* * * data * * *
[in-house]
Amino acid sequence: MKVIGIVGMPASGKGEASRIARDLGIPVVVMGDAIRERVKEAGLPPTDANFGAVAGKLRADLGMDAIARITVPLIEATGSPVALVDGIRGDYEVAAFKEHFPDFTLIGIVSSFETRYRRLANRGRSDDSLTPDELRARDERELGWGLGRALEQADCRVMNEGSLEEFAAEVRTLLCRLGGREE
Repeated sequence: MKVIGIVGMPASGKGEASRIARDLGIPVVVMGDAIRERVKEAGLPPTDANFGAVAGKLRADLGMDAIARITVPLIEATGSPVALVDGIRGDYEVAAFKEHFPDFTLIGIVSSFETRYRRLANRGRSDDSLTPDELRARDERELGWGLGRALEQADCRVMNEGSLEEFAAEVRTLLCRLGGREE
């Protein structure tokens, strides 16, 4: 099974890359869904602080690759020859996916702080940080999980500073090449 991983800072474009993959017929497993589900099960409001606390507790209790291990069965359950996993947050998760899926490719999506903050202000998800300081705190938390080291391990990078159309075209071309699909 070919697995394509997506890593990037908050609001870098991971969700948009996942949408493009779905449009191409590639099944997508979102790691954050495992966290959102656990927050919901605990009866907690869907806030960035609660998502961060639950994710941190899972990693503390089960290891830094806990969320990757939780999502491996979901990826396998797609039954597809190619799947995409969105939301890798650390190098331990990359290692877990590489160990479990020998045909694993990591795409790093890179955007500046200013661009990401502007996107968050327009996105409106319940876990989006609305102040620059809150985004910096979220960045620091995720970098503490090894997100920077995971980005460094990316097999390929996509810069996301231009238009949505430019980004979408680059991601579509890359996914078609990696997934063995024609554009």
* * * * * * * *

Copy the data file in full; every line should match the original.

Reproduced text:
[in-house]
Amino acid sequence: MKVIGIVGMPASGKGEASRIARDLGIPVVVMGDAIRERVKEAGLPPTDANFGAVAGKLRADLGMDAIARITVPLIEATGSPVALVDGIRGDYEVAAFKEHFPDFTLIGIVSSFETRYRRLANRGRSDDSLTPDELRARDERELGWGLGRALEQADCRVMNEGSLEEFAAEVRTLLCRLGGREE
Repeated sequence: MKVIGIVGMPASGKGEASRIARDLGIPVVVMGDAIRERVKEAGLPPTDANFGAVAGKLRADLGMDAIARITVPLIEATGSPVALVDGIRGDYEVAAFKEHFPDFTLIGIVSSFETRYRRLANRGRSDDSLTPDELRARDERELGWGLGRALEQADCRVMNEGSLEEFAAEVRTLLCRLGGREE
């Protein structure tokens, strides 16, 4: 099974890359869904602080690759020859996916702080940080999980500073090449 991983800072474009993959017929497993589900099960409001606390507790209790291990069965359950996993947050998760899926490719999506903050202000998800300081705190938390080291391990990078159309075209071309699909 070919697995394509997506890593990037908050609001870098991971969700948009996942949408493009779905449009191409590639099944997508979102790691954050495992966290959102656990927050919901605990009866907690869907806030960035609660998502961060639950994710941190899972990693503390089960290891830094806990969320990757939780999502491996979901990826396998797609039954597809190619799947995409969105939301890798650390190098331990990359290692877990590489160990479990020998045909694993990591795409790093890179955007500046200013661009990401502007996107968050327009996105409106319940876990989006609305102040620059809150985004910096979220960045620091995720970098503490090894997100920077995971980005460094990316097999390929996509810069996301231009238009949505430019980004979408680059991601579509890359996914078609990696997934063995024609554009």